“Factories that had been weeks before making war materials switched their production lines to start making items needed not by generals and admirals, but the bone-tired civilians and by the ragged menfolk returning from the battlefields. So bomb casings became charcoal burners, sitting nearly upright on their tail fins and helping households get through that first bitter winter. Large-caliber brass shell cases were modified as rice containers, while tea caddies were fashioned from their smaller shiny cousins.”

Searchlight mirrors were “beaten” into Tokyo windows, and a fighter plane engine factory started making water pumps. What could the United States do if we beat the nukes at Kings Bay into productive use? Hopefully, at the least, the Kings Bay 7 beat their rap.

“it’s the Americans who started it”

This is on page 10 of Levinson Wood’s 2018 book “An Arabian Journey”. Wood, a former British paratrooper and now travel writer, has just met Bassam, an Arab computer science student who left Raqqa to get away from ISIS and headed to this Kurdish, and largely Christian town (with a mosque peacefully next door to the church), in northeast Syria. Bassam wanted to make sure Wood was not an American, and he stated the headline. He further stated: “They [the people of Syria] know [the Americans started] it. The revolution was a joke. This whole war is just a game between the big countries. Iran, Israel, America, Russia and Saudi Arabia. They just come and screw around with things until they get what they want.” We can assume what “they” want is not the salvation of souls. The next person Wood meets, Yasim, checks him into his hotel. Wood notices Yasim has a tattoo on his biceps of the face of the Prince of Peace and some hands praying, surrounded by a rosary. Bomb ’em all, and let God sort ’em out?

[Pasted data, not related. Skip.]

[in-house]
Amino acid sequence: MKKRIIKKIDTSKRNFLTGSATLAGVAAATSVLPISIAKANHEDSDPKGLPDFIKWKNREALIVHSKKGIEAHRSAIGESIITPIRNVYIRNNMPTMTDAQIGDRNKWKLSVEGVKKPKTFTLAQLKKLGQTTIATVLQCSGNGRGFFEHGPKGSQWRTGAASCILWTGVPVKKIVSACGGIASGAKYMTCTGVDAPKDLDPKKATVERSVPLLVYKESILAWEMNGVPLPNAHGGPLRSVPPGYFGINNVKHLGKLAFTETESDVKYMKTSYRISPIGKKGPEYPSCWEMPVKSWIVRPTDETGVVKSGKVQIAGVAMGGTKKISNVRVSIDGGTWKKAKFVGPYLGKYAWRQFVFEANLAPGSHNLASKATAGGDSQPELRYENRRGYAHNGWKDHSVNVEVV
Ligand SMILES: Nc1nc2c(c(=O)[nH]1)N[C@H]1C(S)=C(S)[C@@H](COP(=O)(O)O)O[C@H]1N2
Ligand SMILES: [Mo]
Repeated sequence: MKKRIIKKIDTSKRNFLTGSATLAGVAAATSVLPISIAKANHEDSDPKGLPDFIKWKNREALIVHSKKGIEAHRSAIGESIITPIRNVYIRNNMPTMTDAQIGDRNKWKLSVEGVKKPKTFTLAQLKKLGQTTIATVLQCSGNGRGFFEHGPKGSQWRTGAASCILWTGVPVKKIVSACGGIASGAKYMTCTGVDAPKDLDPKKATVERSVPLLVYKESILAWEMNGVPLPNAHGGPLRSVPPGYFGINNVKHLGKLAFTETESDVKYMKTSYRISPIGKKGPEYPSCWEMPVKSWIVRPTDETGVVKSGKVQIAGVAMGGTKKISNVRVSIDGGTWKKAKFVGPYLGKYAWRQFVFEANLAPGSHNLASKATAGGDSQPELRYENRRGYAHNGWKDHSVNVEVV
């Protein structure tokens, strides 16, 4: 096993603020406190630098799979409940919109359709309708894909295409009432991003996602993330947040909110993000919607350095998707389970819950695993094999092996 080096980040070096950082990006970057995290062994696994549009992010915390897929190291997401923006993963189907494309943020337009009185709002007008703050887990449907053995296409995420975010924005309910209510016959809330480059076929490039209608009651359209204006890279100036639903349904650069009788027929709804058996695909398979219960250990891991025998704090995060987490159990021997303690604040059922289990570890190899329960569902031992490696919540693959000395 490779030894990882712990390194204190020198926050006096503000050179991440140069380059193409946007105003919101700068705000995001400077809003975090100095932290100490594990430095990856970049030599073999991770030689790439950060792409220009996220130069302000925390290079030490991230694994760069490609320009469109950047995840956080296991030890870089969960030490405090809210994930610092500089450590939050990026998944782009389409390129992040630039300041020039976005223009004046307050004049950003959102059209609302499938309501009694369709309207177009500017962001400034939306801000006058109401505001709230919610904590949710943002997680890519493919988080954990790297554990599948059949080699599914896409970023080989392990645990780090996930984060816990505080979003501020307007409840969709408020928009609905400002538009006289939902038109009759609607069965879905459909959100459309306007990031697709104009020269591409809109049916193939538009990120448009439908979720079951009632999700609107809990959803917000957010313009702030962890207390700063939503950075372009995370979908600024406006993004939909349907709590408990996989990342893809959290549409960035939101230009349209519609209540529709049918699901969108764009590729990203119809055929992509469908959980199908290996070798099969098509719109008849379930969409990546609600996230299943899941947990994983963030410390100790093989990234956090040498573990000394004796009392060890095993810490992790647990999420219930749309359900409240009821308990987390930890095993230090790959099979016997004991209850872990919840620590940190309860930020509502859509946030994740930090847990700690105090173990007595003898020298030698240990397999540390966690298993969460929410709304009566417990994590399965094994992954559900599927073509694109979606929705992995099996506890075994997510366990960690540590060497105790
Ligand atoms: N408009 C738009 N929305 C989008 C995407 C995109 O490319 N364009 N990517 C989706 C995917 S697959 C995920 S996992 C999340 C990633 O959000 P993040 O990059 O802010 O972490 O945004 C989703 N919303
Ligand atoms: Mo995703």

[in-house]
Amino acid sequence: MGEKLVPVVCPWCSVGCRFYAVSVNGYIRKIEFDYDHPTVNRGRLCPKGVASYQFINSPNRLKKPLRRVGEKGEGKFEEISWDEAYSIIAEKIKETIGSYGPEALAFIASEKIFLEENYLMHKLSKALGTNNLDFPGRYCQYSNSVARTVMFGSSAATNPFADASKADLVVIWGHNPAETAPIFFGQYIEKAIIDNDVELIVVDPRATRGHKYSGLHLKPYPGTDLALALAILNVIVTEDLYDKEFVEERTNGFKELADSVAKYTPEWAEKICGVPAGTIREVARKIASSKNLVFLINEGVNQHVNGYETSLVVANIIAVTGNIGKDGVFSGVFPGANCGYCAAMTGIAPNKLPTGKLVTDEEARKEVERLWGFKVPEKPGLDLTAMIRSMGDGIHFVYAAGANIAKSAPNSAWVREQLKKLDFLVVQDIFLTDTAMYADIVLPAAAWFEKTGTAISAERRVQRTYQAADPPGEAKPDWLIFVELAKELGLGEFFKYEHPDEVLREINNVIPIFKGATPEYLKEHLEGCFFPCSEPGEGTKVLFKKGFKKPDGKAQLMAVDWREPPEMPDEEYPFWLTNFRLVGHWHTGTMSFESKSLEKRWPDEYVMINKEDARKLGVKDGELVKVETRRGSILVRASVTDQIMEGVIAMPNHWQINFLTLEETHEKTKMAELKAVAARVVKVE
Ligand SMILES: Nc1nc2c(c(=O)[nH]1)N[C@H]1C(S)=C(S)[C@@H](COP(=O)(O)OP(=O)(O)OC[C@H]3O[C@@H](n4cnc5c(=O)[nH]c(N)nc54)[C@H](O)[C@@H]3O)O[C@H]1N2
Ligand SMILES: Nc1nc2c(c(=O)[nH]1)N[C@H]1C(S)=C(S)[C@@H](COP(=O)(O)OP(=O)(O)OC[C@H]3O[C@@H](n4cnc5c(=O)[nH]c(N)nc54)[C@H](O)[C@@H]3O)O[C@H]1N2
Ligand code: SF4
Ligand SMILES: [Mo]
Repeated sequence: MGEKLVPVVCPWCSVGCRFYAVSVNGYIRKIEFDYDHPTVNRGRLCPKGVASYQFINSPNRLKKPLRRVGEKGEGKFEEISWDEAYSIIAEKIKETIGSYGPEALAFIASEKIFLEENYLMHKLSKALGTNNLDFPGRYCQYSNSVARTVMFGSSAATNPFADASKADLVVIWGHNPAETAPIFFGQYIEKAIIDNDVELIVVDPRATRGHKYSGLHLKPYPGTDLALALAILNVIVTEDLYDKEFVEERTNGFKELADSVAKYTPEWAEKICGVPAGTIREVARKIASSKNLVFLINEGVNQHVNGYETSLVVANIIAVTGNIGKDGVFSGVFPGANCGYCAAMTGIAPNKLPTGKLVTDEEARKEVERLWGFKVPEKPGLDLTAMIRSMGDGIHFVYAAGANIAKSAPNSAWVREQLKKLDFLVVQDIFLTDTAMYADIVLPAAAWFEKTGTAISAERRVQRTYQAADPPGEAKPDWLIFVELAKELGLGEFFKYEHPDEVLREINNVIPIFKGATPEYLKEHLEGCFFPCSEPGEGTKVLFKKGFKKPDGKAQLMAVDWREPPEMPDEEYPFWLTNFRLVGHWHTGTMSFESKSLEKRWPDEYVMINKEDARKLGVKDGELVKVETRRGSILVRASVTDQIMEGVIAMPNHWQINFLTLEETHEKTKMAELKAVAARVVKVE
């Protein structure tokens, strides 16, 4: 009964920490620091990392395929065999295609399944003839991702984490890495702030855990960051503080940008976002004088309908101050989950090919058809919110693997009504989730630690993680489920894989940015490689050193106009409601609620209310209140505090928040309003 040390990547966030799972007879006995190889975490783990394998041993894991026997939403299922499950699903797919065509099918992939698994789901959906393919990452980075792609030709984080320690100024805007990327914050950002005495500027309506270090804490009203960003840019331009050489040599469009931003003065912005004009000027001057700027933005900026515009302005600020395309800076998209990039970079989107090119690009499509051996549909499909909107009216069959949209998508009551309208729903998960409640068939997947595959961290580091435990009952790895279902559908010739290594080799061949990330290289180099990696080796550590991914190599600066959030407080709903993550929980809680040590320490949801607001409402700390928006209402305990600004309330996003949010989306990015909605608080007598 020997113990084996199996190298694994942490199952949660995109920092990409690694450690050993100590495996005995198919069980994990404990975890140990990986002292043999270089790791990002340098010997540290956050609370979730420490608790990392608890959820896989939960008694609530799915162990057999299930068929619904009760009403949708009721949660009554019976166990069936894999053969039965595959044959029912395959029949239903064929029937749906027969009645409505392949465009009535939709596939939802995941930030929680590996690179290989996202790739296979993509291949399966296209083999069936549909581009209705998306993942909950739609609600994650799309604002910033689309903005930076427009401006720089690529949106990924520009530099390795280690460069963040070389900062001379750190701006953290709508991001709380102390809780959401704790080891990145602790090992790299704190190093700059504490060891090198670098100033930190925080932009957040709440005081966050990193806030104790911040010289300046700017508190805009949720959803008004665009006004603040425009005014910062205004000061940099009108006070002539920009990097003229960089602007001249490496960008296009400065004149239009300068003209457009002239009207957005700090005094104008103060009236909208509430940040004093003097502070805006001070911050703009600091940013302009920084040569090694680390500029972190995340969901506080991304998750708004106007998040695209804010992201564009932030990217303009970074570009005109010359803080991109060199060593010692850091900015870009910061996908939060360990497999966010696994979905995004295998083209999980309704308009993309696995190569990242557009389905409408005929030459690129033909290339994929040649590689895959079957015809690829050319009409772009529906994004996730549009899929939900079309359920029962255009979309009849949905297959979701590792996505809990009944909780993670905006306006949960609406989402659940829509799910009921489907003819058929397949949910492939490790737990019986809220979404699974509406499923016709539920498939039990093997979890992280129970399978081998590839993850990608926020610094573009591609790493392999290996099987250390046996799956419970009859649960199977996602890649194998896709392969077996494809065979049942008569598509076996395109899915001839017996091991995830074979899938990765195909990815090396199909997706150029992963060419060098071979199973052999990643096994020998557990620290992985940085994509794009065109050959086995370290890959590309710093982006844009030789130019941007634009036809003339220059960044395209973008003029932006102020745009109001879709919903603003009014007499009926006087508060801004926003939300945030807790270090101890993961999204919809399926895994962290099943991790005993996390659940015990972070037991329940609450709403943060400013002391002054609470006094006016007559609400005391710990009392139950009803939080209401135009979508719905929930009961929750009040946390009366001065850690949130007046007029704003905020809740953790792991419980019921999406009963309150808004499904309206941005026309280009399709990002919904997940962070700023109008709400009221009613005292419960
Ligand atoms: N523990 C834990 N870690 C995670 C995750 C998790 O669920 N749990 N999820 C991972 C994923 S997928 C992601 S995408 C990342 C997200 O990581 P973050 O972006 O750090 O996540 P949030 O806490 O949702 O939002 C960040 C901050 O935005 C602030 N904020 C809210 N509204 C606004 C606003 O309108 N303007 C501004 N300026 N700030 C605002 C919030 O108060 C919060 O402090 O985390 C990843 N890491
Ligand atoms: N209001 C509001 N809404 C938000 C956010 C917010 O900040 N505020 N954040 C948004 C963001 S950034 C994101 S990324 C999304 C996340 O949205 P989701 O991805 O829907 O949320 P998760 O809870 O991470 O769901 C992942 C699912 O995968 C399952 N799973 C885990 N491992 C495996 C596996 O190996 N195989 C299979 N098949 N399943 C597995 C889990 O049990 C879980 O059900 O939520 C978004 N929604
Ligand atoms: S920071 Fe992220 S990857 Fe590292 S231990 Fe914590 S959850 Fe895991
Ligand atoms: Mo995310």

The Church Militant?